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Graduate success in neuroscience research began at Carthage

By fellowships@carthage.edu

February 22, 2014

Dana WattWhen Dana Watt ’10 came to Carthage in 2006, she knew what she wanted to do with her life: She was going to earn her degree and pursue a career training whales and dolphins.

After talking it over with psychology and neuroscience professor Penny Seymoure, she decided that a double major in neuroscience and biology would best help her achieve this goal.

That goal changed, however, after she took Research Methods in Neuroscience (NEU 2500) with Professor Dan Miller and realized she had a passion for laboratory science. She also nurtured an interest in classics, a subject in which she minored, and actively participated in the Carthage Debate Team. Combining her skills in logic and rhetoric with science was a natural fit, according to Dana. After all, science involves collecting evidence to make an argument about how nature works, she said, a process she practiced often at Carthage.

Pursuing her Ph.D. at Washington University

After graduation, Dana set her sights on contributing to biomedical advances in the study of nerve growth and regeneration, an important area of neuroscience that could help treat spinal cord injuries in the future. Currently, there are no effective treatments for such nerve damage that can result in paralysis. As a Ph.D. student in neurosciences at Washington University in St. Louis, Dana is part of an international group of researchers trying to solve this important problem.

This photograph of nerve cells was taken with a high-powered microscope in February 2014.This photograph of nerve cells was taken with a high-powered microscope in February 2014.Her doctoral project is examining the nerve cell structures called growth cones that play a role in the recovery of a cell from injury. She is conducting experiments to tease apart the components of the internal nerve cell framework, the cytoskeleton, using molecular biology and high-powered microscopes.

(Biology and neuroscience majors may be interested to learn that her work examines the role of a small GTPase in microtubule dynamics.)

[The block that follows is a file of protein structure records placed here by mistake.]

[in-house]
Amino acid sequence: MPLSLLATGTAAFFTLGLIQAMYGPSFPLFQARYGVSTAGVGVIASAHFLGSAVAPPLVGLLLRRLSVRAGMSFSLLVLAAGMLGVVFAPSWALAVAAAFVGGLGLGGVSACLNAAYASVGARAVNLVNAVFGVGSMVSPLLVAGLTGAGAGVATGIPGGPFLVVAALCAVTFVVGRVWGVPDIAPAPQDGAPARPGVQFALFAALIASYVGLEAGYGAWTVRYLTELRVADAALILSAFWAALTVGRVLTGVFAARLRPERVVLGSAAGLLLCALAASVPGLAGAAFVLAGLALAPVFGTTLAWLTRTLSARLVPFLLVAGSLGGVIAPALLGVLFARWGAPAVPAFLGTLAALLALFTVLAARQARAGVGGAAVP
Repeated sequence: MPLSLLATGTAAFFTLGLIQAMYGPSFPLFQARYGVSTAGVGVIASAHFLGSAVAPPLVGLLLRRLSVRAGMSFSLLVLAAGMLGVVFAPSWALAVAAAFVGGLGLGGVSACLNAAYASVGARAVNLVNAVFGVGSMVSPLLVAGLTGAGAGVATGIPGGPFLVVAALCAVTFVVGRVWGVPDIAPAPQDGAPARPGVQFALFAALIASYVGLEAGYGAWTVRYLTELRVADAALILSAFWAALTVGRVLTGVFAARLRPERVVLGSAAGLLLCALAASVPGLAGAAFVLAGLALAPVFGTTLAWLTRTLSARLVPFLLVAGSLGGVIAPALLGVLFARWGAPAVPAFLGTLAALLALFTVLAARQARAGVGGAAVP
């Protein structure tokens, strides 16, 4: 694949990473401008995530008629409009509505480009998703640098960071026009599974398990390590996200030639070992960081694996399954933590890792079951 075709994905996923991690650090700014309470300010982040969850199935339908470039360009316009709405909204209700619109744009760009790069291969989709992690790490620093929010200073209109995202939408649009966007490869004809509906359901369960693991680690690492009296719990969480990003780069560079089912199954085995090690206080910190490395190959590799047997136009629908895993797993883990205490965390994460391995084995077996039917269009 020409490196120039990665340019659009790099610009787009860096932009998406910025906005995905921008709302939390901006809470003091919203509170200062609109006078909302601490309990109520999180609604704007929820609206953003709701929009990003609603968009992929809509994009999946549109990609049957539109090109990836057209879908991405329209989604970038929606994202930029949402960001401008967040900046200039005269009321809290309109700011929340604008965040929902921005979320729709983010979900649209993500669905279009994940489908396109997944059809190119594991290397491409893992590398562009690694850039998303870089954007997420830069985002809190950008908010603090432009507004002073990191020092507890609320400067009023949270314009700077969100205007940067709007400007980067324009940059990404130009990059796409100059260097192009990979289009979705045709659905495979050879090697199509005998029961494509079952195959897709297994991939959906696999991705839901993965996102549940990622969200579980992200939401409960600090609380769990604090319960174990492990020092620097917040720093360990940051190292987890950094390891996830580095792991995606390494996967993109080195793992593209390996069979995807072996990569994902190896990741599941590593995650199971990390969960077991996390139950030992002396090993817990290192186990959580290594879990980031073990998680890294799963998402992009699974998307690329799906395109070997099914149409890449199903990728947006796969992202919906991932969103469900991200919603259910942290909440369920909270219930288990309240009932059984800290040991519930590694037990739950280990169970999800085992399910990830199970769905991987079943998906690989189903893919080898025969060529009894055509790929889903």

After earning her Ph.D., Dana plans to pursue a postdoctoral fellowship to take on more research on the growth and regeneration of the nerve cell and the axons that are frequently damaged in spinal cord injuries. Eventually, she plans to either become a principal investigator and start up her own lab in industry or academia, or continue in laboratory science as a staff scientist in another investigator’s lab.

Advice for undergraduate science students

Dana has some advice for students interested in pursing graduate research in the sciences:

First, she advises Carthage students to apply early in their undergraduate careers for summer research positions, such as the SURE program and off-campus Research Experience for Undergraduate (REU) programs. When Dana was at Carthage, she spent one summer in a neuroscience research laboratory at Marquette University, an experience that expanded her skills set and made her a stronger applicant for graduate school.

Second, she advises Carthage students interested in careers in science and advanced degrees to find a technical position or research assistant job for at least one year before applying to graduate schools. This gives students time to assess what working in a science laboratory is like in an industrial or academic setting, and provides valuable experience, even opening new opportunities, when the time does come to apply to graduate school, she said.

Third, she recommends applying for the National Science Foundation (NSF) Graduate Research Fellowship, a prestigious national award that provides funding for graduate school. Dana was awarded an honorable mention in the NSF competition her first year of graduate school, and believes that writing an NSF application during her senior year at Carthage provided valuable experience to achieve success the following year. She also attributes the NSF for preparing her to write a pilot study grant for the internal Hope Center of Neurological Disorders at Washington University in St. Louis, which was well reviewed by a panel of expert scientists.

As Dana takes on the challenges of neuroscience research, she thinks back to the experiences she had at Carthage that made her exciting career path possible.

For more information about competitive summer research internships and the National Science Foundation Graduate Research Fellowship, contact Dan Choffnes, Director of Student Fellowships, fellowships@carthage.edu.